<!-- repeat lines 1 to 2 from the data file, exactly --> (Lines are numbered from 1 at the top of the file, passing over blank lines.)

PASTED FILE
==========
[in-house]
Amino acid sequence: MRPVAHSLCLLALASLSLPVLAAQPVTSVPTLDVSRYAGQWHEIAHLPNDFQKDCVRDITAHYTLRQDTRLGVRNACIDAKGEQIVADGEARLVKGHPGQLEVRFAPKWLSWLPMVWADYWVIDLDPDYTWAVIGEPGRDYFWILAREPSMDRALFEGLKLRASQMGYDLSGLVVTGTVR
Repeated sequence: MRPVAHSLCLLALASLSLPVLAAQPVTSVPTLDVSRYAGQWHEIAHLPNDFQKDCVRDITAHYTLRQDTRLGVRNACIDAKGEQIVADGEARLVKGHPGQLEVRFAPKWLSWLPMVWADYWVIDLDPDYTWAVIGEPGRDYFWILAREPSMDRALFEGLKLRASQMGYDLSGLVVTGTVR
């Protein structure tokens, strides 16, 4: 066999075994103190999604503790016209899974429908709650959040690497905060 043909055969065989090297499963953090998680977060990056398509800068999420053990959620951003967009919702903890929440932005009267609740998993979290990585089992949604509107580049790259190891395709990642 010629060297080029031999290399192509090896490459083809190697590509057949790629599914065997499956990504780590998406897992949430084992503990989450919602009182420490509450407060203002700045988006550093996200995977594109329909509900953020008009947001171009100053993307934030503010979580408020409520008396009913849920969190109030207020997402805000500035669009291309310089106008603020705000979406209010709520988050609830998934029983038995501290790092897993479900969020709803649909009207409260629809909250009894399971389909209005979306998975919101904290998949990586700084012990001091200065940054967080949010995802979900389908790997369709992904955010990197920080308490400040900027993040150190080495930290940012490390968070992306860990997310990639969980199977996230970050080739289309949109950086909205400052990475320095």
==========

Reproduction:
[in-house]
Amino acid sequence: MRPVAHSLCLLALASLSLPVLAAQPVTSVPTLDVSRYAGQWHEIAHLPNDFQKDCVRDITAHYTLRQDTRLGVRNACIDAKGEQIVADGEARLVKGHPGQLEVRFAPKWLSWLPMVWADYWVIDLDPDYTWAVIGEPGRDYFWILAREPSMDRALFEGLKLRASQMGYDLSGLVVTGTVR